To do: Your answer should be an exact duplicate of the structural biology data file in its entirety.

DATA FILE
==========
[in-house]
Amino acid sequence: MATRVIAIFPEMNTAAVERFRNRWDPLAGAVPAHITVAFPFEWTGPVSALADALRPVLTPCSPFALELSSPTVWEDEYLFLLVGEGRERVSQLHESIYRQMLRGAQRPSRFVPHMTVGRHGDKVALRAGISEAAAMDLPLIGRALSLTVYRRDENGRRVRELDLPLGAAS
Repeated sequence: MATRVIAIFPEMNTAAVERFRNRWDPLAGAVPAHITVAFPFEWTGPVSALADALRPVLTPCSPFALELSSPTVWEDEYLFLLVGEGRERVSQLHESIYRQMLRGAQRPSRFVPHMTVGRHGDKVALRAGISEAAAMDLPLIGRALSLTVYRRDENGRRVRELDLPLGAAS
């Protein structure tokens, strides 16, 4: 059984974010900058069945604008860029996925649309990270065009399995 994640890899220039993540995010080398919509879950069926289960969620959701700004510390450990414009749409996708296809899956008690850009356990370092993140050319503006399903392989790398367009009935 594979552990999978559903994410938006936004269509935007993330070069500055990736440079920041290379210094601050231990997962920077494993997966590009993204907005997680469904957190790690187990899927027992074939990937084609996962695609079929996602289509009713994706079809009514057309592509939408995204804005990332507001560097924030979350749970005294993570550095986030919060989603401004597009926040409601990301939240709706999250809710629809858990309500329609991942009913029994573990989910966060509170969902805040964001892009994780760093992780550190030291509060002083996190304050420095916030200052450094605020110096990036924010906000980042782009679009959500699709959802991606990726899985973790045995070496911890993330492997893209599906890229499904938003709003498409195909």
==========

[in-house]
Amino acid sequence: MATRVIAIFPEMNTAAVERFRNRWDPLAGAVPAHITVAFPFEWTGPVSALADALRPVLTPCSPFALELSSPTVWEDEYLFLLVGEGRERVSQLHESIYRQMLRGAQRPSRFVPHMTVGRHGDKVALRAGISEAAAMDLPLIGRALSLTVYRRDENGRRVRELDLPLGAAS
Repeated sequence: MATRVIAIFPEMNTAAVERFRNRWDPLAGAVPAHITVAFPFEWTGPVSALADALRPVLTPCSPFALELSSPTVWEDEYLFLLVGEGRERVSQLHESIYRQMLRGAQRPSRFVPHMTVGRHGDKVALRAGISEAAAMDLPLIGRALSLTVYRRDENGRRVRELDLPLGAAS
């Protein structure tokens, strides 16, 4: 059984974010900058069945604008860029996925649309990270065009399995 994640890899220039993540995010080398919509879950069926289960969620959701700004510390450990414009749409996708296809899956008690850009356990370092993140050319503006399903392989790398367009009935 594979552990999978559903994410938006936004269509935007993330070069500055990736440079920041290379210094601050231990997962920077494993997966590009993204907005997680469904957190790690187990899927027992074939990937084609996962695609079929996602289509009713994706079809009514057309592509939408995204804005990332507001560097924030979350749970005294993570550095986030919060989603401004597009926040409601990301939240709706999250809710629809858990309500329609991942009913029994573990989910966060509170969902805040964001892009994780760093992780550190030291509060002083996190304050420095916030200052450094605020110096990036924010906000980042782009679009959500699709959802991606990726899985973790045995070496911890993330492997893209599906890229499904938003709003498409195909």